Alternative A1 involves the widening of Auto Mall Parkway to 6 lanes east of 880. That alone should make things easier, but two other measures should be taken to mitigate traffic. First, it appears that the parking area located closest to Cisco Field will be largely VIP parking. That alone will reduce the number of cars making left turns from Auto Mall to Christy St. Rules can be established that limit left turns there to VIP parking passes and shuttle buses. Second, since Joe Fan won't get to park that close to the park, he may be forced to use the lot across Auto Mall from Pacific Commons (the uppermost "P" above). It would behoove the A's to build a pedestrian overpass over Auto Mall Parkway. A full lot there would equate to over 5,000 fans walking from the lot. Not putting in an overpass would be borderline irresponsible, as Auto Mall Parkway is 9 lanes wide in this area and only one side has a usable crosswalk. The best thing to do would be to build the overpass and stick some flexible electronic signage on it. The signage can direct traffic on event days. It can also show advertising on other days/hours.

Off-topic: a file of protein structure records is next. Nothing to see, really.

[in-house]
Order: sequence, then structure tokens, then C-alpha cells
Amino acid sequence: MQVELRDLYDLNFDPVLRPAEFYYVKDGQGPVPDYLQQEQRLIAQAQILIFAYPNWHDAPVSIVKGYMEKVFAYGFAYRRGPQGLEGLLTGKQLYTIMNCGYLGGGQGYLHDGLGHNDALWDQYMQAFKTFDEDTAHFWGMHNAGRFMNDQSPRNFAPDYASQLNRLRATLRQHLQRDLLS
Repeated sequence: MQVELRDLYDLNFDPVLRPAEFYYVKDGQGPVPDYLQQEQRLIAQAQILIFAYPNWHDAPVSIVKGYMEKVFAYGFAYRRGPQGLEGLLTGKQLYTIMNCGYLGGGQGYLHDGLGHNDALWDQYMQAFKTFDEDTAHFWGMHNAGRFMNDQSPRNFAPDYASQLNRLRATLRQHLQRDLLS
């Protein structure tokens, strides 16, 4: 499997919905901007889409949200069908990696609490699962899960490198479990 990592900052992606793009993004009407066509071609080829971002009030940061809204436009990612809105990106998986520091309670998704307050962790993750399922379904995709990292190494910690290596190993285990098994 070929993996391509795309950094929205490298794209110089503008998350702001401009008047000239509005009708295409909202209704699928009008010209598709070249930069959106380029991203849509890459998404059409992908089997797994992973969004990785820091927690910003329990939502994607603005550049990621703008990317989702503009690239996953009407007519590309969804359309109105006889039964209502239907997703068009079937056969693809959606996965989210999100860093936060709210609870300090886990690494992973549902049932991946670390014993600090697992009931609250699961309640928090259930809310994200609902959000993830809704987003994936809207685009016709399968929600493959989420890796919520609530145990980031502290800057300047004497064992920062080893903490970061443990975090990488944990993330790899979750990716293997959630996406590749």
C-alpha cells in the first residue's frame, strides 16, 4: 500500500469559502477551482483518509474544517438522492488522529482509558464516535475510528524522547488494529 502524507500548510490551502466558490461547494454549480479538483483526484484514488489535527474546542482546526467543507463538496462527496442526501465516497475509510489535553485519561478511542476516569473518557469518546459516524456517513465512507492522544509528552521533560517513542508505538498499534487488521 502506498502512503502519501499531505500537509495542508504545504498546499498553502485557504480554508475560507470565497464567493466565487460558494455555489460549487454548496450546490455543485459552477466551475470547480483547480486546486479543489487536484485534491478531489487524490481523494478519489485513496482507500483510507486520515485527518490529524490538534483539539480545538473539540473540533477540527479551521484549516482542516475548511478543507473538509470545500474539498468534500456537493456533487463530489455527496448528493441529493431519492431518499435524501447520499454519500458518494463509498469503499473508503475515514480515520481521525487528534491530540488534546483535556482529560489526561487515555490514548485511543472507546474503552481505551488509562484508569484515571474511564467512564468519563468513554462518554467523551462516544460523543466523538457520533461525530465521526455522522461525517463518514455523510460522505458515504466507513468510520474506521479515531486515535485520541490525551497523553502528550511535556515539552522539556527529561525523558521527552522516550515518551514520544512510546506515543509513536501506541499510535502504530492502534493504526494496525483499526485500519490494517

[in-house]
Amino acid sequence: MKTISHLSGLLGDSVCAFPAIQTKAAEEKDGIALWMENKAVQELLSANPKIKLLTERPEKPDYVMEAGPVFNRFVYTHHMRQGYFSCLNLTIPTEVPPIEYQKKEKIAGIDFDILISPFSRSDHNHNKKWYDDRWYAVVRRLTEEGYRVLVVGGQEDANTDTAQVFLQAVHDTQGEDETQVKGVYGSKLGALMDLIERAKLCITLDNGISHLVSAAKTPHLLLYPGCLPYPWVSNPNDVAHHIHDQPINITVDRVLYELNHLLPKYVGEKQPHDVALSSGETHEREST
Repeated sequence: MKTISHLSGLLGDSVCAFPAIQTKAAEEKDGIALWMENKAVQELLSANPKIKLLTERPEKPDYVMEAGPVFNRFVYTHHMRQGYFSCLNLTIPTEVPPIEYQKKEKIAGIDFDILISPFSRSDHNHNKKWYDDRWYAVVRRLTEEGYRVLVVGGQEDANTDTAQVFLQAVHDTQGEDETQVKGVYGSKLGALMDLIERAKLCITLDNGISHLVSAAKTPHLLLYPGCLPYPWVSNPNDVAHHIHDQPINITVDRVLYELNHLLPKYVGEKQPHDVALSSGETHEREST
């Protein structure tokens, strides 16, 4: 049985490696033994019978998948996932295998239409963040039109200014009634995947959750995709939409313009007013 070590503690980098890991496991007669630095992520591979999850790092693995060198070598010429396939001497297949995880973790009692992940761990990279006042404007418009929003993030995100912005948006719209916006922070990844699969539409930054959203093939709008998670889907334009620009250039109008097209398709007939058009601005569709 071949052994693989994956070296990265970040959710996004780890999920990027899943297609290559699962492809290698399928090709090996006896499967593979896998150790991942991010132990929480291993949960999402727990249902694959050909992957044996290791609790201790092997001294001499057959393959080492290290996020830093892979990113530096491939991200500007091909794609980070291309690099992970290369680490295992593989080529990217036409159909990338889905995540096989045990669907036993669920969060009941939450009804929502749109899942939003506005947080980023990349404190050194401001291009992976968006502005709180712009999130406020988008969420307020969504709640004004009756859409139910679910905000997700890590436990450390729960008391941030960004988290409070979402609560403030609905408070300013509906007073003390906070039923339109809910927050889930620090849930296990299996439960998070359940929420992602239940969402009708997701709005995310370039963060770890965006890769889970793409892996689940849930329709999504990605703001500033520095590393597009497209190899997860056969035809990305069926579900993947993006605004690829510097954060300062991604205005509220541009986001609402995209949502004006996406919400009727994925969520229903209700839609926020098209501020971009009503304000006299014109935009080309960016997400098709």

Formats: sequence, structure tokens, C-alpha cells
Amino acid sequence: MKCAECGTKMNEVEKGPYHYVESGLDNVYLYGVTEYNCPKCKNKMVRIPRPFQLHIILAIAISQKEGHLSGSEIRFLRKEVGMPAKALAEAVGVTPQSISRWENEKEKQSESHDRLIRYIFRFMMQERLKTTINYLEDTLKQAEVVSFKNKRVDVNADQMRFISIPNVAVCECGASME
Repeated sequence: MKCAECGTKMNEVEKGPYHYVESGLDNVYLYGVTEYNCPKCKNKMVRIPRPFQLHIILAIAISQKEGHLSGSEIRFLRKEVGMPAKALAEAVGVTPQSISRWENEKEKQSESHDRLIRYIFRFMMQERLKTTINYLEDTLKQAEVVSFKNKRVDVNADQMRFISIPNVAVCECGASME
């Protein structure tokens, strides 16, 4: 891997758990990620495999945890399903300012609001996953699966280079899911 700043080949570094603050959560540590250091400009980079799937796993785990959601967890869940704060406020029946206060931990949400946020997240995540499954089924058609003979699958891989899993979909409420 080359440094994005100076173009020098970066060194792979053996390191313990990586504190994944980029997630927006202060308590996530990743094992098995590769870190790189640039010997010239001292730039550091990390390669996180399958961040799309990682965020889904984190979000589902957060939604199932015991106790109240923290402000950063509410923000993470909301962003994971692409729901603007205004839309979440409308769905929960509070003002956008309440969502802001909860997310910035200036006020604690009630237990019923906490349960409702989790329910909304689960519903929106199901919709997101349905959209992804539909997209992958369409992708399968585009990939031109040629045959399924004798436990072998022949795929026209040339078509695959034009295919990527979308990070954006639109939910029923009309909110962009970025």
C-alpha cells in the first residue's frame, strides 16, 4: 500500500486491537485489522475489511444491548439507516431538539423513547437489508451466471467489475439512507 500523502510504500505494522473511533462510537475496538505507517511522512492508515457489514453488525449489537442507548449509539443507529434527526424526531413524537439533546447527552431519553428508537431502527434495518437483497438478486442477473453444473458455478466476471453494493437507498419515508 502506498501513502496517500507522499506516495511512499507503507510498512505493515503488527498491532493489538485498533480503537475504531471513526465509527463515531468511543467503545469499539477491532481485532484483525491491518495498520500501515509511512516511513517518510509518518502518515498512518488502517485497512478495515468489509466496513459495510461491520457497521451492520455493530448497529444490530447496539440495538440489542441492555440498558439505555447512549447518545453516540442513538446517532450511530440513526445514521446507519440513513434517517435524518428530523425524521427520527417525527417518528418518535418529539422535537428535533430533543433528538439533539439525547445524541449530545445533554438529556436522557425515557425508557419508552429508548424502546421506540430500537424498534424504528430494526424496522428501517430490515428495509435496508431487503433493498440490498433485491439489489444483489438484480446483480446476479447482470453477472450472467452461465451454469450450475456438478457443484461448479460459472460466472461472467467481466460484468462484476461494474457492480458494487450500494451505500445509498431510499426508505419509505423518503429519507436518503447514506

Alternative B1 adds HOV lanes on Fremont Blvd and Grimmer Blvd between 880 and 680. If implemented, it would allow a natural route (the longer southerly dotted line) with built-in bus/carpool lanes.

I'm certain that with the direct discussions the A's have had with all of the area transit agencies, they can come up with more creative methods of serving the A's fanbase. The solutions described above are but a handful that can help bring fans to Cisco Field without huge capital expenditures while leveraging without taxing existing infrastructure.


gojohn10 said...

I went to the Cal-UCLA game a few weeks back (what has happened to the Bears?) and like a great number of fans, I took a shuttle bus from a remote parking lot to the Rose Bowl. It was such a positive experience that I have to say I've changed my mind about relying on shuttles to service Cisco field. If done properly, the experience is actually quite pleasant. Efficiency is the key and I think the best ways to do that are dedicated lanes for the buses and no stops between the pickup lot and the stadium. That and of course you want plenty of buses so that the bottleneck is loading/unloading passengers.